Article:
Alternative therapies

Some individuals may find relief through alternative therapies such as meditation, yoga, acupuncture and the use of supplements like melatonin or valerian root. While evidence supporting the effectiveness of these treatments varies, they may be beneficial when used in conjunction with more conventional therapies.

How to access insomnia treatment in the UK

In the UK, individuals who have insomnia have several avenues to access treatment, depending on the severity of their condition, the underlying causes and any co-occurring conditions.

GPs can assess symptoms, provide initial advice and refer patients to sleep specialists or psychologists if necessary. For those with more complex or chronic cases of insomnia, referral to a specialist sleep clinic may be recommended for more targeted interventions.

Private healthcare and rehab centres also offer services for co-occurring insomnia and addiction, with access to a broad range of therapies. These often include the latest treatments and alternative approaches that are not always available on the NHS.

With various options available, it is essential for individuals to consult with healthcare professionals to make informed decisions about their care. Whether through the NHS or private care, the goal is to provide comprehensive, tailored treatment strategies that can improve sleep, address the root causes of insomnia and enhance overall well-being.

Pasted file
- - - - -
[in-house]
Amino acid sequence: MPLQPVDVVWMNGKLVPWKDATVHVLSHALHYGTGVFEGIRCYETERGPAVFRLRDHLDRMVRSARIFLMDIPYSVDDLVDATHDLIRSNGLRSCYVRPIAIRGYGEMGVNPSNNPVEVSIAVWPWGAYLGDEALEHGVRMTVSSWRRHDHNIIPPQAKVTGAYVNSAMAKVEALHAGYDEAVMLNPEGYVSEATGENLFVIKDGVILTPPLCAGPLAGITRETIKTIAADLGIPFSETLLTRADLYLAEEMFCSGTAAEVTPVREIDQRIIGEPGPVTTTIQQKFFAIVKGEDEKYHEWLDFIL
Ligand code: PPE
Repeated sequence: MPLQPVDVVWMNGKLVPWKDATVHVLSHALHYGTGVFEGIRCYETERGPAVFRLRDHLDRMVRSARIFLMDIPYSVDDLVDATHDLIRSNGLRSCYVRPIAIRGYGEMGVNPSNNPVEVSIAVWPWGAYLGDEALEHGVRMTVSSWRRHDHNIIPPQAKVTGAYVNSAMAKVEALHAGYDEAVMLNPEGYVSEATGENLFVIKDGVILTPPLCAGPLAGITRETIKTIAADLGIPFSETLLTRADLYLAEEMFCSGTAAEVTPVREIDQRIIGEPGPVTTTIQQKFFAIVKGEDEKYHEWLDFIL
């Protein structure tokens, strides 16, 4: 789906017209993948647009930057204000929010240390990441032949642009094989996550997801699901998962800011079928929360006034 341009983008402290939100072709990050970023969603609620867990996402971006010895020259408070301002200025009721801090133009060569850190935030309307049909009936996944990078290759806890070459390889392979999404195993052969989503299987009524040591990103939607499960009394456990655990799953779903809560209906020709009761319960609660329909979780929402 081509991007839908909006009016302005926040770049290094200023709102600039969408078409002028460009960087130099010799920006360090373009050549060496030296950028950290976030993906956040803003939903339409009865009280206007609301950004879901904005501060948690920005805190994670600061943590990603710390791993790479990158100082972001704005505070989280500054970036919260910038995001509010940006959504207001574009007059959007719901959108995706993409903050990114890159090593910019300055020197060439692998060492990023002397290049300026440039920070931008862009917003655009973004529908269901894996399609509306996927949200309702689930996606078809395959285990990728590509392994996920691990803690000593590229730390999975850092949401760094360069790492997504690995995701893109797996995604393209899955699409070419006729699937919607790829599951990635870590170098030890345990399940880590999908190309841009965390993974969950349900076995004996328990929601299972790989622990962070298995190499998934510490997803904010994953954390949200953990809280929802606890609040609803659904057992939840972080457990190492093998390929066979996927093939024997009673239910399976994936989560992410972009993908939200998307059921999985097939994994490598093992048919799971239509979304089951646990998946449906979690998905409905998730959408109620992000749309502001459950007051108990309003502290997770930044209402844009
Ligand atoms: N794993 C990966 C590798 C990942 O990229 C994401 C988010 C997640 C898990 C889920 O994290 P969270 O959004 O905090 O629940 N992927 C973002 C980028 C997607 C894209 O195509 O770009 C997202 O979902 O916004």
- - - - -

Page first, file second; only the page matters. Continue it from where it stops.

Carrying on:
Get help for insomnia today

If you are struggling with insomnia, early intervention and treatment can greatly increase the chances of recovery. Contact your GP or reach out to a private mental health or rehab centre to discuss your insomnia symptoms and explore treatment options. Don’t let another sleepless night pass by – get the support you need today.

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Is insomnia treatable?

Yes, insomnia is treatable with a variety of effective methods tailored to individual needs. Treatments range from lifestyle modifications and cognitive-behavioural therapy to medication for more severe cases. Identifying and addressing any underlying causes or co-occurring conditions is crucial to developing a successful treatment plan. With the right approach, many individuals see significant improvements in their sleep quality and overall well-being.


How can I treat insomnia while in recovery?

Treating insomnia during recovery from substance abuse involves a holistic approach that addresses both addiction and sleep disturbance. Incorporating sleep hygiene practices, engaging in cognitive-behavioural therapy (CBT) and possibly utilising medication-assisted treatment (MAT) under close medical supervision can all be effective strategies.